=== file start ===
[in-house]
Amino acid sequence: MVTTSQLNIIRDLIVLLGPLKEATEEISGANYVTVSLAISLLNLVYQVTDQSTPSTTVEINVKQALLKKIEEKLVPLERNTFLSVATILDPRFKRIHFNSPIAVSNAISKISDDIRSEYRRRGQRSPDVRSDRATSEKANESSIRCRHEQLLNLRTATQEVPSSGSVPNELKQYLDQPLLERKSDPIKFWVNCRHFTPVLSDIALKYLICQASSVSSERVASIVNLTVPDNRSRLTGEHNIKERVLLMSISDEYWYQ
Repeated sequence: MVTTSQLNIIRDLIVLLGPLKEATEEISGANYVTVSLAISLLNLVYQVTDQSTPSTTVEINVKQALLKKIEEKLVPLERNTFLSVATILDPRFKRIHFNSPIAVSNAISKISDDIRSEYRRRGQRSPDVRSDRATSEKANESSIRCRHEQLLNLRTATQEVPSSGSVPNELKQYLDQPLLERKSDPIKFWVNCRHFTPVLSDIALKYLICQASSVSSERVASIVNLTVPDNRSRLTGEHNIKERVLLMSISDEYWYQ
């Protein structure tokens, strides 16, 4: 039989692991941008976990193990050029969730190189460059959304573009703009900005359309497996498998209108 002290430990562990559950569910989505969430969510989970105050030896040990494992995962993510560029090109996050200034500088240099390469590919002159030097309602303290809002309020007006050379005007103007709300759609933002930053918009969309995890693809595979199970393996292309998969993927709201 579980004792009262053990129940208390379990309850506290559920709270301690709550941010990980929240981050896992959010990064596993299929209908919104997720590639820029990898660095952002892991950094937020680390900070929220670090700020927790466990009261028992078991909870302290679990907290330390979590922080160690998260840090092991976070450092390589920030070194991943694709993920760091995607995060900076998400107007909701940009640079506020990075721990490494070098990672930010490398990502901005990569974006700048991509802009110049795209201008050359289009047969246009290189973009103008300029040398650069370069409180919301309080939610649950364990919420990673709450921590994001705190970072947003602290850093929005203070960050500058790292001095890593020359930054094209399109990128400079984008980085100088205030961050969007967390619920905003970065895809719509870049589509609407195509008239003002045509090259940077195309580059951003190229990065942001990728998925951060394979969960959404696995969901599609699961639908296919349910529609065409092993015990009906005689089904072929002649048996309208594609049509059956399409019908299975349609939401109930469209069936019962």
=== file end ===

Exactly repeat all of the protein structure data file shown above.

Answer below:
[in-house]
Amino acid sequence: MVTTSQLNIIRDLIVLLGPLKEATEEISGANYVTVSLAISLLNLVYQVTDQSTPSTTVEINVKQALLKKIEEKLVPLERNTFLSVATILDPRFKRIHFNSPIAVSNAISKISDDIRSEYRRRGQRSPDVRSDRATSEKANESSIRCRHEQLLNLRTATQEVPSSGSVPNELKQYLDQPLLERKSDPIKFWVNCRHFTPVLSDIALKYLICQASSVSSERVASIVNLTVPDNRSRLTGEHNIKERVLLMSISDEYWYQ
Repeated sequence: MVTTSQLNIIRDLIVLLGPLKEATEEISGANYVTVSLAISLLNLVYQVTDQSTPSTTVEINVKQALLKKIEEKLVPLERNTFLSVATILDPRFKRIHFNSPIAVSNAISKISDDIRSEYRRRGQRSPDVRSDRATSEKANESSIRCRHEQLLNLRTATQEVPSSGSVPNELKQYLDQPLLERKSDPIKFWVNCRHFTPVLSDIALKYLICQASSVSSERVASIVNLTVPDNRSRLTGEHNIKERVLLMSISDEYWYQ
């Protein structure tokens, strides 16, 4: 039989692991941008976990193990050029969730190189460059959304573009703009900005359309497996498998209108 002290430990562990559950569910989505969430969510989970105050030896040990494992995962993510560029090109996050200034500088240099390469590919002159030097309602303290809002309020007006050379005007103007709300759609933002930053918009969309995890693809595979199970393996292309998969993927709201 579980004792009262053990129940208390379990309850506290559920709270301690709550941010990980929240981050896992959010990064596993299929209908919104997720590639820029990898660095952002892991950094937020680390900070929220670090700020927790466990009261028992078991909870302290679990907290330390979590922080160690998260840090092991976070450092390589920030070194991943694709993920760091995607995060900076998400107007909701940009640079506020990075721990490494070098990672930010490398990502901005990569974006700048991509802009110049795209201008050359289009047969246009290189973009103008300029040398650069370069409180919301309080939610649950364990919420990673709450921590994001705190970072947003602290850093929005203070960050500058790292001095890593020359930054094209399109990128400079984008980085100088205030961050969007967390619920905003970065895809719509870049589509609407195509008239003002045509090259940077195309580059951003190229990065942001990728998925951060394979969960959404696995969901599609699961639908296919349910529609065409092993015990009906005689089904072929002649048996309208594609049509059956399409019908299975349609939401109930469209069936019962």